(Photo Compliments of LittleKata)

Man, all those foods sound delicious, making me salivate for Thanksgiving....wait, its September!  We just had labor day celebrations.  Its still warm and humid in D.C.  Thanksgiving isn't for another 3 months?  The first time I start thinking about pumpkins is in October, when I decide what to carve in my pumpkin.  After I binge on candy, my mind shifts to rich pumpkin pie, but this is all months away.  To add insult to my pumpkin spice cravings, dogfish even states on their website that if you want to have some for Thanksgiving, you need to stockpile some up cause its is usually GONE come November.  What a buzzkill.

Maybe breweries do this by design, as the beers seem to be all consumed or sold out at the end of the season when you really want it.  Like all of those summer thirst quenchers in late August and early September, when they were finished distributing in July ( Sierra Nevada Summerfest).  Maybe their rationale is if you want it you will then make a mental note and buy more the next year?

I obviously don't run a production brewery, so I don't know if seasonals are done this way because they all want to fall in line.  Or if there is a business reason behind it, but to me the consumer I would like to see the dates pushed back a little bit to encapsulate the larger portion of the desired season.  In the Shegogue Brewery we will be brewing our Pumpkin Ale this week.  It will be ready for consumption at the end of October and should be good past Thanksgiving into December.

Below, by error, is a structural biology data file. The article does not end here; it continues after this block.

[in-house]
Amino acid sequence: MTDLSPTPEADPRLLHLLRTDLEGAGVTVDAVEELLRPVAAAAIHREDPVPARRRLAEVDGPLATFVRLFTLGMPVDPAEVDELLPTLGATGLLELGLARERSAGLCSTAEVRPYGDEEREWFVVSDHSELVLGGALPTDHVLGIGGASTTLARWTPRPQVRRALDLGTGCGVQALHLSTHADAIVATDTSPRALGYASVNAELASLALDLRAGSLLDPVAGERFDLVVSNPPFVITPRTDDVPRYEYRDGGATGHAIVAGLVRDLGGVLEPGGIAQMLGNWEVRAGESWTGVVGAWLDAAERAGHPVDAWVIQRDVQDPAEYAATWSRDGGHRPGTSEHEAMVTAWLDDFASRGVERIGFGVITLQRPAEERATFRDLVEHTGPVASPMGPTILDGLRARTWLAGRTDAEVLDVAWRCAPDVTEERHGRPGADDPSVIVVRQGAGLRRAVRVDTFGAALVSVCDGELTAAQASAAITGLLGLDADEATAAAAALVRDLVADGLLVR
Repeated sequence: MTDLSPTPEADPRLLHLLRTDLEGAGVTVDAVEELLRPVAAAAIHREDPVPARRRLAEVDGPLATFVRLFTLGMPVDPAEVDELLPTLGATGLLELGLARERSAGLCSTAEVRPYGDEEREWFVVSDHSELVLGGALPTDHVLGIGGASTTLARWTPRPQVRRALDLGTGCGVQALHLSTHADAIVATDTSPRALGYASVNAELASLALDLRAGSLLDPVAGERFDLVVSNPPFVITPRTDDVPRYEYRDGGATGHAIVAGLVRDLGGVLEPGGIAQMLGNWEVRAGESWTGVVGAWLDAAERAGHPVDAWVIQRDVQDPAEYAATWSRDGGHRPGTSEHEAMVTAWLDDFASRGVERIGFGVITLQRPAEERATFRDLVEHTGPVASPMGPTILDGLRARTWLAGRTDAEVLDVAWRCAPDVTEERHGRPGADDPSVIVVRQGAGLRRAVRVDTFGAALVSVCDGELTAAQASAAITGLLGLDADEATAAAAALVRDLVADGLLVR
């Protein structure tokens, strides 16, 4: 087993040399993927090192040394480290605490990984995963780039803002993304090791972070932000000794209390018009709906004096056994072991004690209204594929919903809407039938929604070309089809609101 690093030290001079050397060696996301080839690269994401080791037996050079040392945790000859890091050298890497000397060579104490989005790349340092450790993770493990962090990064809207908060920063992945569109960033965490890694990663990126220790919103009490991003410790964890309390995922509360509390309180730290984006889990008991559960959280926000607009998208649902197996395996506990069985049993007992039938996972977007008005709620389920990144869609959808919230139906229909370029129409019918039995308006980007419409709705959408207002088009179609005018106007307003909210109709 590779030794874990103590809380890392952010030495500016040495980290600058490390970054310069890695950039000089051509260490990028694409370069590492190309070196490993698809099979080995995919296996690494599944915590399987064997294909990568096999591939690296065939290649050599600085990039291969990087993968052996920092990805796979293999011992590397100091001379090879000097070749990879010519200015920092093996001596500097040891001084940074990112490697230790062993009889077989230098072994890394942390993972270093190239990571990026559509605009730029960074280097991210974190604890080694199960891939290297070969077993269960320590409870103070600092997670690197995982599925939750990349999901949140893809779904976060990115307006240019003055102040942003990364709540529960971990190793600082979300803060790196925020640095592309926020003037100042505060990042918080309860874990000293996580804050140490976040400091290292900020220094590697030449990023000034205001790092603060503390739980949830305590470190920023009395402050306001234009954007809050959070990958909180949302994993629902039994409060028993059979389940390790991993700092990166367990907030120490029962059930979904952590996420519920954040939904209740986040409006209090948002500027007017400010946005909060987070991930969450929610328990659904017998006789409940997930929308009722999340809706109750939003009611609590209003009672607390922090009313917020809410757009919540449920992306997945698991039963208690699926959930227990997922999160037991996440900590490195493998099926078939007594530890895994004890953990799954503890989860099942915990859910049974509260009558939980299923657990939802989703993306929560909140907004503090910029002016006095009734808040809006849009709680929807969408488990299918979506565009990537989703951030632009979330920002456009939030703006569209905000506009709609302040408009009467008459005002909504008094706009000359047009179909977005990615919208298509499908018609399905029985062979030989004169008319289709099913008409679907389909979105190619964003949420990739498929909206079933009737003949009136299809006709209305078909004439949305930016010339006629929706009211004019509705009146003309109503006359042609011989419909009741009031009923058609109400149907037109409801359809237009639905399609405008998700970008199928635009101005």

So what are your thoughts?  Seasonals in and out too early or are they just right?  Let me know

Monday, September 3, 2012

2012-2013 Brew Schedule

After some thought (and using my input from my previous post), I have come up with what I think will be my tentative brew calendar.  I say tentative because I fear the unknown...well not really, but I do like to have the authority to change my mind.  I also may need to throw in an extra brew, or delay one to meet friends/family requests.  You will also notice I don't have brews planned during the hot summer months.  This isn't because I melt in the sun, but more cause I don't like/trust my fermentation chamber to handle such temperature differentials in the balmy garage.

So, without further ado, here is Shegogue Brew's 2012-2013 Brew Schedule:

I didn't brew this much last year, but I did the year before.  I hope to be able to brew about once a month.  I have already been doing some extensive research on Pumpkin Ales.  There is some controversy on whether or not using pumpkin is necessary, but I think I will be using the orange substance in my brew. Now to start crafting recipes to determine which hops to buy in bulk, how many sacks of grain to buy and which yeasts to use!